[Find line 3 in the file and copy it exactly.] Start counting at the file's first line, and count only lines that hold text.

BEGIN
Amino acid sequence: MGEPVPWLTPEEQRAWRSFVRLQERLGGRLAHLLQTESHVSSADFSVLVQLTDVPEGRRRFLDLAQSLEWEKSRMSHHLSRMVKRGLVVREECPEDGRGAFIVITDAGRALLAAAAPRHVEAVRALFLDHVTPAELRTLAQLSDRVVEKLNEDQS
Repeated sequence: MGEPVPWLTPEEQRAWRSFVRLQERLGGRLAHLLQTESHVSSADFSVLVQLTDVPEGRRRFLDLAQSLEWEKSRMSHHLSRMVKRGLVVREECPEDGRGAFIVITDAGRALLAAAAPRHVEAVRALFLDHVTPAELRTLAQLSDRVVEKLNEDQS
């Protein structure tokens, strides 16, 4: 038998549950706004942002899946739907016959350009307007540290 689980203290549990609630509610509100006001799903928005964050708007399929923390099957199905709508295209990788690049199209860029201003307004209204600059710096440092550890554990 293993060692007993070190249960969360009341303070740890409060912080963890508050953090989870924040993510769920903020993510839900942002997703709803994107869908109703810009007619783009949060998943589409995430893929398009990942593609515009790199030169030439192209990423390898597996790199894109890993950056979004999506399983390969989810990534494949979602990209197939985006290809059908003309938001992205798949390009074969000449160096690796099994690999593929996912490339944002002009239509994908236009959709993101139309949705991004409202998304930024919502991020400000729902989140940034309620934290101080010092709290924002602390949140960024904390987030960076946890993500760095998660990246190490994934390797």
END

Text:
């Protein structure tokens, strides 16, 4: 038998549950706004942002899946739907016959350009307007540290 689980203290549990609630509610509100006001799903928005964050708007399929923390099957199905709508295209990788690049199209860029201003307004209204600059710096440092550890554990 293993060692007993070190249960969360009341303070740890409060912080963890508050953090989870924040993510769920903020993510839900942002997703709803994107869908109703810009007619783009949060998943589409995430893929398009990942593609515009790199030169030439192209990423390898597996790199894109890993950056979004999506399983390969989810990534494949979602990209197939985006290809059908003309938001992205798949390009074969000449160096690796099994690999593929996912490339944002002009239509994908236009959709993101139309949705991004409202998304930024919502991020400000729902989140940034309620934290101080010092709290924002602390949140960024904390987030960076946890993500760095998660990246190490994934390797």